Alexandria's founded by Alexander

Alexandria's founded by Alexander the Great (by year BC): 334 Alexandria in Troia (Turkey) - 333 Alexandria at Issus/Alexandrette (Iskenderun, Turkey) - 332 Alexandria of Caria/by the Latmos (Alinda, Turkey) - 331 Alexandria Mygdoniae - 331 Alexandria (Egypt) - 330 Alexandria in Areia (Herat, Afghanistan) - 330 Alexandria of the Prophthasia/in Drangiana/Phrada (Farah, Afghanistan) - 330 Alexandria in Arachosia (Kandahar, Afghanistan) - 330 Alexandria in Caucasus (Begram, Afghanistan) - 329 Alexandria of the Paropanisades (Ghazni, Afghanistan) - 329 Alexandria Eschate or Ultima (Khodjend, Tajikistan) - 329 Alexandria on the Oxus (Ai-Khanoum, Afghanistan) - 329 Alexandria in Margiana (Merv, Turkmenistan) - 326 Alexandria Nicaea (on the Hydaspes, India) - 326 Alexandria Bucephala (on the Hydaspes, India) - 325 Alexandria Sogdia - 325 Alexandria Rambacia (Bela, Pakistan) - 325 Alexandria Oreitide - 325 Alexandria in Opiene (confluence of Indus & Acesines, India) - 325 Alexandria on the Indus - 325 Alexandria Xylinepolis (Patala, India) - 325 Alexandria in Carminia (Gulashkird, Iran) - 324 Alexandria-on-the-Tigris/Antiochia-in-Susiana/Charax (Spasinou Charax on the Tigris, Iraq) - ?Alexandria of Carmahle? (Kahnu)

Wednesday, August 16, 2017

Alexander crosses the Hindu Kush a second time

After two years of intense guerilla fights throughout Sogdiana, Alexander had finally caught Bessus, eliminated Spitamenes and restored a relative peace in Bactria by marrying Roxane. The time had come for him to head for India.

Until now, I was convinced that Alexander returned from Bactria via the Khyber Pass but when I tried to trace where the idea came from, I was in for a surprise. There is no excuse, I should have taken a closer look at the map to realize that the Khyber Pass lies in fact on the way from Kabul to Peshawar and not between Bactria and Afghanistan.

With that question solved, I needed to find out which pass Alexander had used leaving Bactria. The antique authors are disappointingly scant in reporting this part of his campaign. Plutarch, Justin, and Diodorus do not mention the crossing of the Hindu Kush – a formidable barrier under all circumstances - on Alexander’s return and Curtius simply states that Alexander set out for India in order not to foster idleness. Arrian seems to be the only one to be more specific telling us that by the end of spring Alexander began his march for India, that he crossed the Indian Caucasus, and ten days later reached Alexandria(-in-the-Caucasus), the city he had founded during his first expedition into Bactria. Strabo merely tells us that Alexander crossed the Hindu Kush and settled his veterans and mercenaries together with natives at Alexandria-in-the Caucasus.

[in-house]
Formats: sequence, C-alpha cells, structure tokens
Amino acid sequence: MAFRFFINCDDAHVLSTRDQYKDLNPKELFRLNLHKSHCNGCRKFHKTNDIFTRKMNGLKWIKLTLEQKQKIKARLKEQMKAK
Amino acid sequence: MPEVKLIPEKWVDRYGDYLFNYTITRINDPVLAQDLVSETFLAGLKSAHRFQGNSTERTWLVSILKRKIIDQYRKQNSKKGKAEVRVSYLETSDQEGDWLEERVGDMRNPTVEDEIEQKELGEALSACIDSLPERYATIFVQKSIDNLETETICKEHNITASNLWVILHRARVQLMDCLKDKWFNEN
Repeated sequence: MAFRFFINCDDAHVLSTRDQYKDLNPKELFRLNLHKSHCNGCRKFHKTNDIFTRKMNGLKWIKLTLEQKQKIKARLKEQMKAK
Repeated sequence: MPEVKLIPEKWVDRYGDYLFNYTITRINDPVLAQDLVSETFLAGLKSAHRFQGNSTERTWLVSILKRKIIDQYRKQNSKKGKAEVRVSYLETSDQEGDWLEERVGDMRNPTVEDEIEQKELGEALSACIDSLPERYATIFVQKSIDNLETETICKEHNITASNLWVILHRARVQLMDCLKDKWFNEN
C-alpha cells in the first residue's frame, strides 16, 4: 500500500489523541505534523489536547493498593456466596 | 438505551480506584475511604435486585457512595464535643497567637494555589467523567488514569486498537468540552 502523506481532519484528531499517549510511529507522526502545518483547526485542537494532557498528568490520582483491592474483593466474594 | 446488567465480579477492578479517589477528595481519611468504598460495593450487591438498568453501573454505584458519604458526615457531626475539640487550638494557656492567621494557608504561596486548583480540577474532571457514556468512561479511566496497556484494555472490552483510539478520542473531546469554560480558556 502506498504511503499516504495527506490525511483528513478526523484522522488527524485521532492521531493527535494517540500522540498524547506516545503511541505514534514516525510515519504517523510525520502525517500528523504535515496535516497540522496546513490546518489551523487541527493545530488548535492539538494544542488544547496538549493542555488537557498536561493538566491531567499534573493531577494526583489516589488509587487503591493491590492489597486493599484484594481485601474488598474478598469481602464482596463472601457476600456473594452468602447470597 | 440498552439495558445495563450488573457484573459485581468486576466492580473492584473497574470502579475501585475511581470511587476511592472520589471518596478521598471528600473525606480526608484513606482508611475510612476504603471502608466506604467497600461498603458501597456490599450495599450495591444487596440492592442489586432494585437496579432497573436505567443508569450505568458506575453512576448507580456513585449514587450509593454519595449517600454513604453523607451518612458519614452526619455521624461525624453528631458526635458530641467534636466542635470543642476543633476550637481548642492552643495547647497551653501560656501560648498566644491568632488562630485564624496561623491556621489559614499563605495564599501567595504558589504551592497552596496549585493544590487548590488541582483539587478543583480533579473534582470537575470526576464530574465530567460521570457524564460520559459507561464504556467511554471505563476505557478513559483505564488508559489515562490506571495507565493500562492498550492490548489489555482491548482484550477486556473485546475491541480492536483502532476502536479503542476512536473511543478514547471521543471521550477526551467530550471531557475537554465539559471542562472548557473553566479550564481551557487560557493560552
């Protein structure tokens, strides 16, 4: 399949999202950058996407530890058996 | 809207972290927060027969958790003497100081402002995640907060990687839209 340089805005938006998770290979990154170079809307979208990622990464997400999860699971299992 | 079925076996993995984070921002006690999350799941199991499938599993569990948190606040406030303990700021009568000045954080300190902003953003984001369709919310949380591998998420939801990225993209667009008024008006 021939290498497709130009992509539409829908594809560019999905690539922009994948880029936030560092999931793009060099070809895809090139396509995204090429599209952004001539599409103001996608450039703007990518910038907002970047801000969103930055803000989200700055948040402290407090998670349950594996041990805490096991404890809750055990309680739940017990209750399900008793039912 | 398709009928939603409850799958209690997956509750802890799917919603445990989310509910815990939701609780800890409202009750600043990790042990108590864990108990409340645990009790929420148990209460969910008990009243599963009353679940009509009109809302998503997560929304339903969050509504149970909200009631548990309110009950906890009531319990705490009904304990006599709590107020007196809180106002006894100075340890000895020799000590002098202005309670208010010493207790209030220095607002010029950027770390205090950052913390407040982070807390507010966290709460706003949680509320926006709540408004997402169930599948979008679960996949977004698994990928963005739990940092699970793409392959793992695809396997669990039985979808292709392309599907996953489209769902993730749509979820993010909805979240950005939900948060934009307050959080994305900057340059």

This meant that I had to rely on modern historians and their research on the matter. Unfortunately, they do not agree among themselves about Alexander’s route and it seems that they all have a theory of their own.

Frank Holt (Into the Land of Bones) has come to the conclusion that Alexander marched his army over the Shibar Pass. With the winter snows gone, the trek went smoothly and without great logistical problems.

Robin Lane Fox (Alexander the Great) says that Alexander used the same pass as earlier, meaning the Khawak Pass (see: From Afghanistan into Bactria across the Hindu Kush). This time in June, the march was at a leisurely pace and took only ten days. The snows had melted and Alexander could rely on food stored in the Sogdian fortresses on the way and on the high grazing grounds for the animals. The army spent a pleasant summer at Alexandria-in-the-Caucasus (Begram) thus avoiding an invasion of India in appalling heat.

A.B. Bosworth (Conquest and Empire) simply mentions that Alexander crossed the passes of the Hindu Kush into the Paropamisadae in ten days and reinforced the city of Alexandria-in-the-Caucasus.

Michael Wood has concluded that Alexander crossed the Hindu Kush via Bamyan, which implies that he took the Shibar Pass.

Donald Engels (Alexander the Great and the Logistics of the Macedonian Army) in turn sticks to the Salang Pass since this pass is shorter and has often been used by armies in a hurry. Engels states that the army re-crossed the Hindu Kush in late spring but could not forage for grain along the route because harvest at these high altitudes does not occur until July or August. They had to rely on supplies collected by Hephaistion throughout Bactra before departing.

In a footnote, the author refers to the optional Kushan Pass, just east of the Salang Pass, that has been put forward by other historians, but then this Kushan is seldom used because it is precipitous and treacherous – not exactly recommendable for an army. The Salang Pass, on the other hand, although as fast as the Kushan is much safer. He rules out the Shibar Pass which is longer than the Khawak. Given the ten days it took Alexander to cross the Hindu Kush, Engels’ choice is narrowed down to either the Salang Pass or the Kushan Pass.

All these theories take me back to the map of Afghanistan and of the Hindu Kush in particular. Based on the above, it comes down to choosing between the 3,878 meter-high Salang Pass and the Kushan Pass rising at 4,370 meters located due west of the Salang Pass. Interestingly, this pass is less than one kilometer away from the modern Salang Tunnel built in 1964 with the financial and technological support of the Soviet Union. This meant that traveling time is cut down drastically although repeated avalanches tend to trap the vehicles inside the tunnel, making the voyage still a dangerous one.